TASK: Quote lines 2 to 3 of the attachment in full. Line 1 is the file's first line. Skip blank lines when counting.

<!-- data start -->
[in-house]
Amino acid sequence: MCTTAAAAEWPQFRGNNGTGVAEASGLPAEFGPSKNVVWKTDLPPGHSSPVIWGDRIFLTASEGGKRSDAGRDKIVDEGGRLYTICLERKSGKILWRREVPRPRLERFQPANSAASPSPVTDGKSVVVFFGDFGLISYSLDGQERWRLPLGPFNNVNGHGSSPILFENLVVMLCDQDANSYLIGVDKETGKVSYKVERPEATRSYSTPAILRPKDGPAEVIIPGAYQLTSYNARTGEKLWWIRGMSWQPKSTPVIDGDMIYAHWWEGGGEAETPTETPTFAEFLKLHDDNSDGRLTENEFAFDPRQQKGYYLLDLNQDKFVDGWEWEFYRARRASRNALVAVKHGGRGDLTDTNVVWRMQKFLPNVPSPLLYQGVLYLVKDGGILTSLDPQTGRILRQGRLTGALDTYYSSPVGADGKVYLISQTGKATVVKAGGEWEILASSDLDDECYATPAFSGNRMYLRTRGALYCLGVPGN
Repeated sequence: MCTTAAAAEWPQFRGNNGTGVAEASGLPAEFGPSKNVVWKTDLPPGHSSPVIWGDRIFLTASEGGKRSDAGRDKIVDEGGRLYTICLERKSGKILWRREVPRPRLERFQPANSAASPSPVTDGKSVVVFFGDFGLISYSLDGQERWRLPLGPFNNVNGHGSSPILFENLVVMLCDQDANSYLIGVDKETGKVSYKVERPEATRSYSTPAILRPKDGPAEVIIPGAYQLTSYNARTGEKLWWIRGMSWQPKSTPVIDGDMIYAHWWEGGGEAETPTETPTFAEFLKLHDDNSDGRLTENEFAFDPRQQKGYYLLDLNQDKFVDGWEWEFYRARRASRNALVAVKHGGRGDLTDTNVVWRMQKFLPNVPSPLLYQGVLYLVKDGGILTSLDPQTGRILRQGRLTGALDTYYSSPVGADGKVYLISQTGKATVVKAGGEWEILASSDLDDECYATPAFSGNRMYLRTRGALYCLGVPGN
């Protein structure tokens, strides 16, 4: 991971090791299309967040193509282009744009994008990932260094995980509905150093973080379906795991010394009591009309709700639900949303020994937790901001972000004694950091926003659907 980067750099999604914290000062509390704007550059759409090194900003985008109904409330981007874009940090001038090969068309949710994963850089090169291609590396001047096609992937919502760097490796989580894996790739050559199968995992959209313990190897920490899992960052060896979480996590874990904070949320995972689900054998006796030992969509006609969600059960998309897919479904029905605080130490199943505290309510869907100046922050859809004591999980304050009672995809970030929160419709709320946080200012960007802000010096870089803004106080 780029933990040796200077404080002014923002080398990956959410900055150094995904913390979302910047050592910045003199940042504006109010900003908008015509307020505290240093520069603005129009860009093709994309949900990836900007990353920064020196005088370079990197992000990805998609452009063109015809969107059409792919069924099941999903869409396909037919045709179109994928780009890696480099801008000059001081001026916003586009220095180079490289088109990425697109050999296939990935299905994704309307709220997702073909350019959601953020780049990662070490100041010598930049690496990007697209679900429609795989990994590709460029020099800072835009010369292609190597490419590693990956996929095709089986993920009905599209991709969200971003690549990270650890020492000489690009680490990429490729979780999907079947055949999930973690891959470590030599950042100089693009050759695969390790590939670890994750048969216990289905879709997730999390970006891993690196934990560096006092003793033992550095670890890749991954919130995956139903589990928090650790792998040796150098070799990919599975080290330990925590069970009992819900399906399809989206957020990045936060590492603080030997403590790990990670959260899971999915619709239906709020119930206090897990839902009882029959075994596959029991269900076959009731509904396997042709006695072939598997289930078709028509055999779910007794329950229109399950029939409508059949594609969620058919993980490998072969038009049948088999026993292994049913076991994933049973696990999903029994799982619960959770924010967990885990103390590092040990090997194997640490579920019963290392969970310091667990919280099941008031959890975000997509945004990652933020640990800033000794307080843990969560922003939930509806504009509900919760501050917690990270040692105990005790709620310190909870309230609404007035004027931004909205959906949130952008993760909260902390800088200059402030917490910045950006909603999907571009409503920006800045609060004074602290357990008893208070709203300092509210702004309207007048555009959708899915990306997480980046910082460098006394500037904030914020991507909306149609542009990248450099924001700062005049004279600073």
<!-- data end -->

Amino acid sequence: MCTTAAAAEWPQFRGNNGTGVAEASGLPAEFGPSKNVVWKTDLPPGHSSPVIWGDRIFLTASEGGKRSDAGRDKIVDEGGRLYTICLERKSGKILWRREVPRPRLERFQPANSAASPSPVTDGKSVVVFFGDFGLISYSLDGQERWRLPLGPFNNVNGHGSSPILFENLVVMLCDQDANSYLIGVDKETGKVSYKVERPEATRSYSTPAILRPKDGPAEVIIPGAYQLTSYNARTGEKLWWIRGMSWQPKSTPVIDGDMIYAHWWEGGGEAETPTETPTFAEFLKLHDDNSDGRLTENEFAFDPRQQKGYYLLDLNQDKFVDGWEWEFYRARRASRNALVAVKHGGRGDLTDTNVVWRMQKFLPNVPSPLLYQGVLYLVKDGGILTSLDPQTGRILRQGRLTGALDTYYSSPVGADGKVYLISQTGKATVVKAGGEWEILASSDLDDECYATPAFSGNRMYLRTRGALYCLGVPGN
Repeated sequence: MCTTAAAAEWPQFRGNNGTGVAEASGLPAEFGPSKNVVWKTDLPPGHSSPVIWGDRIFLTASEGGKRSDAGRDKIVDEGGRLYTICLERKSGKILWRREVPRPRLERFQPANSAASPSPVTDGKSVVVFFGDFGLISYSLDGQERWRLPLGPFNNVNGHGSSPILFENLVVMLCDQDANSYLIGVDKETGKVSYKVERPEATRSYSTPAILRPKDGPAEVIIPGAYQLTSYNARTGEKLWWIRGMSWQPKSTPVIDGDMIYAHWWEGGGEAETPTETPTFAEFLKLHDDNSDGRLTENEFAFDPRQQKGYYLLDLNQDKFVDGWEWEFYRARRASRNALVAVKHGGRGDLTDTNVVWRMQKFLPNVPSPLLYQGVLYLVKDGGILTSLDPQTGRILRQGRLTGALDTYYSSPVGADGKVYLISQTGKATVVKAGGEWEILASSDLDDECYATPAFSGNRMYLRTRGALYCLGVPGN